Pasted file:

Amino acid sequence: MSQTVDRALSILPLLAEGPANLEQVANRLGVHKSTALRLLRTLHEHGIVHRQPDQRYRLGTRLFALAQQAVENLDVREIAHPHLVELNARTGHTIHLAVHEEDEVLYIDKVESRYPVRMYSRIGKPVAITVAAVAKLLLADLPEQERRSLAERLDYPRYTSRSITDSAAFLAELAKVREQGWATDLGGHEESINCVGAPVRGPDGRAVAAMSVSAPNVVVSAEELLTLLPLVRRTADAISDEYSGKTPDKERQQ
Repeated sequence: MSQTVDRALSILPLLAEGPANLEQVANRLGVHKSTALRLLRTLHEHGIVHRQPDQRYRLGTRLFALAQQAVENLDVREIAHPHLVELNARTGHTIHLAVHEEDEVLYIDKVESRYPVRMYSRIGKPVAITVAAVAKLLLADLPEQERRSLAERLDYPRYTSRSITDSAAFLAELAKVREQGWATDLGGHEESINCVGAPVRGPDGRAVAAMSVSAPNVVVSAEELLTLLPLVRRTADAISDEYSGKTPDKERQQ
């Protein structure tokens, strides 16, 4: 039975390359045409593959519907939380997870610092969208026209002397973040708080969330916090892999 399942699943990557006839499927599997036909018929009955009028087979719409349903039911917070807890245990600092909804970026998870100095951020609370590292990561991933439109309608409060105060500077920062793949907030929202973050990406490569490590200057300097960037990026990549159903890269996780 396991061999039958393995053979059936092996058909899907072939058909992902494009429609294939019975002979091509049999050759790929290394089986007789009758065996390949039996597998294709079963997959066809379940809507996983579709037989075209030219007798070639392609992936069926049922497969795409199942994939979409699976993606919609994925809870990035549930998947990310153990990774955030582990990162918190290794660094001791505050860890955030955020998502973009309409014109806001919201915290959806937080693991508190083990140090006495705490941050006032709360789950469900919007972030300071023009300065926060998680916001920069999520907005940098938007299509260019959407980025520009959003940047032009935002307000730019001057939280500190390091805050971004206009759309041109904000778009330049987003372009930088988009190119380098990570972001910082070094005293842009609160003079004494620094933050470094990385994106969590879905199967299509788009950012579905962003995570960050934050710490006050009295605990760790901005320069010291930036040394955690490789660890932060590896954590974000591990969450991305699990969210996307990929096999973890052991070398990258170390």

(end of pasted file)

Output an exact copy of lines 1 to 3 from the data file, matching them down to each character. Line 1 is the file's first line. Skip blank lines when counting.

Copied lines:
Amino acid sequence: MSQTVDRALSILPLLAEGPANLEQVANRLGVHKSTALRLLRTLHEHGIVHRQPDQRYRLGTRLFALAQQAVENLDVREIAHPHLVELNARTGHTIHLAVHEEDEVLYIDKVESRYPVRMYSRIGKPVAITVAAVAKLLLADLPEQERRSLAERLDYPRYTSRSITDSAAFLAELAKVREQGWATDLGGHEESINCVGAPVRGPDGRAVAAMSVSAPNVVVSAEELLTLLPLVRRTADAISDEYSGKTPDKERQQ
Repeated sequence: MSQTVDRALSILPLLAEGPANLEQVANRLGVHKSTALRLLRTLHEHGIVHRQPDQRYRLGTRLFALAQQAVENLDVREIAHPHLVELNARTGHTIHLAVHEEDEVLYIDKVESRYPVRMYSRIGKPVAITVAAVAKLLLADLPEQERRSLAERLDYPRYTSRSITDSAAFLAELAKVREQGWATDLGGHEESINCVGAPVRGPDGRAVAAMSVSAPNVVVSAEELLTLLPLVRRTADAISDEYSGKTPDKERQQ
């Protein structure tokens, strides 16, 4: 039975390359045409593959519907939380997870610092969208026209002397973040708080969330916090892999 399942699943990557006839499927599997036909018929009955009028087979719409349903039911917070807890245990600092909804970026998870100095951020609370590292990561991933439109309608409060105060500077920062793949907030929202973050990406490569490590200057300097960037990026990549159903890269996780 396991061999039958393995053979059936092996058909899907072939058909992902494009429609294939019975002979091509049999050759790929290394089986007789009758065996390949039996597998294709079963997959066809379940809507996983579709037989075209030219007798070639392609992936069926049922497969795409199942994939979409699976993606919609994925809870990035549930998947990310153990990774955030582990990162918190290794660094001791505050860890955030955020998502973009309409014109806001919201915290959806937080693991508190083990140090006495705490941050006032709360789950469900919007972030300071023009300065926060998680916001920069999520907005940098938007299509260019959407980025520009959003940047032009935002307000730019001057939280500190390091805050971004206009759309041109904000778009330049987003372009930088988009190119380098990570972001910082070094005293842009609160003079004494620094933050470094990385994106969590879905199967299509788009950012579905962003995570960050934050710490006050009295605990760790901005320069010291930036040394955690490789660890932060590896954590974000591990969450991305699990969210996307990929096999973890052991070398990258170390």